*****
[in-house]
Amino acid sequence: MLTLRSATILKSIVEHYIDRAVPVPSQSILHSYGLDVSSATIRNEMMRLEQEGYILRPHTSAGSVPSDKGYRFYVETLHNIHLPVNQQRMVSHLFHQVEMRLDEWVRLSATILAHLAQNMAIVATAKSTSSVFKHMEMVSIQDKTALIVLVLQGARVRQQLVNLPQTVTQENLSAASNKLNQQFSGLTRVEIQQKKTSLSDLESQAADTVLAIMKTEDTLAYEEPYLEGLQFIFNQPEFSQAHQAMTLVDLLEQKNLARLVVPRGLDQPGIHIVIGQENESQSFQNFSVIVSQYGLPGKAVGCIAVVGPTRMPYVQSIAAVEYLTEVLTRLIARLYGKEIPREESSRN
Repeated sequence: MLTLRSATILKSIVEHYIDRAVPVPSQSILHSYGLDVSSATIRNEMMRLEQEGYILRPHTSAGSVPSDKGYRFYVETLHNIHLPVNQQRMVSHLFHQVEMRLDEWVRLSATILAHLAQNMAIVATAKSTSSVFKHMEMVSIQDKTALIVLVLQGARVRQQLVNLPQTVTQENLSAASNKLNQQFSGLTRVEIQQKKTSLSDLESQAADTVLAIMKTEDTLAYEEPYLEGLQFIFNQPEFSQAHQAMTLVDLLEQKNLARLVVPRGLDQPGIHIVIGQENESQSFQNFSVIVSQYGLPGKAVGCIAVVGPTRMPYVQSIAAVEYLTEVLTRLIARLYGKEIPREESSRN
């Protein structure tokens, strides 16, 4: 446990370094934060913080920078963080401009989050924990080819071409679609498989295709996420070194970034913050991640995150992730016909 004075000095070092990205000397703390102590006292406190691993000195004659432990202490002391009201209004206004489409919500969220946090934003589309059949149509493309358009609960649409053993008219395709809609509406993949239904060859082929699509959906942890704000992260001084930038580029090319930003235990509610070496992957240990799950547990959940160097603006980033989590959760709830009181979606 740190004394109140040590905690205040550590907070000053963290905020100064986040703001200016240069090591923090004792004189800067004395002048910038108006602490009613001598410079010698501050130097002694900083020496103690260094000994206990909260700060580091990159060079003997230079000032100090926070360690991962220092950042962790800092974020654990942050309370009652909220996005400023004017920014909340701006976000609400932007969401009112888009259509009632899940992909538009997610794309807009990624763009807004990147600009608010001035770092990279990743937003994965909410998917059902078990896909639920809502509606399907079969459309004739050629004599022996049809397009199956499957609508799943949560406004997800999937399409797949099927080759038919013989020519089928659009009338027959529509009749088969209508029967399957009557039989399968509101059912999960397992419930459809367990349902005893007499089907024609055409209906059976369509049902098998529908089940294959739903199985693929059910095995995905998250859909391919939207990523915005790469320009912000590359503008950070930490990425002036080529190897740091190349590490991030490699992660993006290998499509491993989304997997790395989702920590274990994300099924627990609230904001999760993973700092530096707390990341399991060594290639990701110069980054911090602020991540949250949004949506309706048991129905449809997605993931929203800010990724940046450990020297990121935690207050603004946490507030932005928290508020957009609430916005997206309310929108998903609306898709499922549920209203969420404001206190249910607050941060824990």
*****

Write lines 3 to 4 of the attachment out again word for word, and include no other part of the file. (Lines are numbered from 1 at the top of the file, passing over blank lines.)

Repeated sequence: MLTLRSATILKSIVEHYIDRAVPVPSQSILHSYGLDVSSATIRNEMMRLEQEGYILRPHTSAGSVPSDKGYRFYVETLHNIHLPVNQQRMVSHLFHQVEMRLDEWVRLSATILAHLAQNMAIVATAKSTSSVFKHMEMVSIQDKTALIVLVLQGARVRQQLVNLPQTVTQENLSAASNKLNQQFSGLTRVEIQQKKTSLSDLESQAADTVLAIMKTEDTLAYEEPYLEGLQFIFNQPEFSQAHQAMTLVDLLEQKNLARLVVPRGLDQPGIHIVIGQENESQSFQNFSVIVSQYGLPGKAVGCIAVVGPTRMPYVQSIAAVEYLTEVLTRLIARLYGKEIPREESSRN
């Protein structure tokens, strides 16, 4: 446990370094934060913080920078963080401009989050924990080819071409679609498989295709996420070194970034913050991640995150992730016909 004075000095070092990205000397703390102590006292406190691993000195004659432990202490002391009201209004206004489409919500969220946090934003589309059949149509493309358009609960649409053993008219395709809609509406993949239904060859082929699509959906942890704000992260001084930038580029090319930003235990509610070496992957240990799950547990959940160097603006980033989590959760709830009181979606 740190004394109140040590905690205040550590907070000053963290905020100064986040703001200016240069090591923090004792004189800067004395002048910038108006602490009613001598410079010698501050130097002694900083020496103690260094000994206990909260700060580091990159060079003997230079000032100090926070360690991962220092950042962790800092974020654990942050309370009652909220996005400023004017920014909340701006976000609400932007969401009112888009259509009632899940992909538009997610794309807009990624763009807004990147600009608010001035770092990279990743937003994965909410998917059902078990896909639920809502509606399907079969459309004739050629004599022996049809397009199956499957609508799943949560406004997800999937399409797949099927080759038919013989020519089928659009009338027959529509009749088969209508029967399957009557039989399968509101059912999960397992419930459809367990349902005893007499089907024609055409209906059976369509049902098998529908089940294959739903199985693929059910095995995905998250859909391919939207990523915005790469320009912000590359503008950070930490990425002036080529190897740091190349590490991030490699992660993006290998499509491993989304997997790395989702920590274990994300099924627990609230904001999760993973700092530096707390990341399991060594290639990701110069980054911090602020991540949250949004949506309706048991129905449809997605993931929203800010990724940046450990020297990121935690207050603004946490507030932005928290508020957009609430916005997206309310929108998903609306898709499922549920209203969420404001206190249910607050941060824990």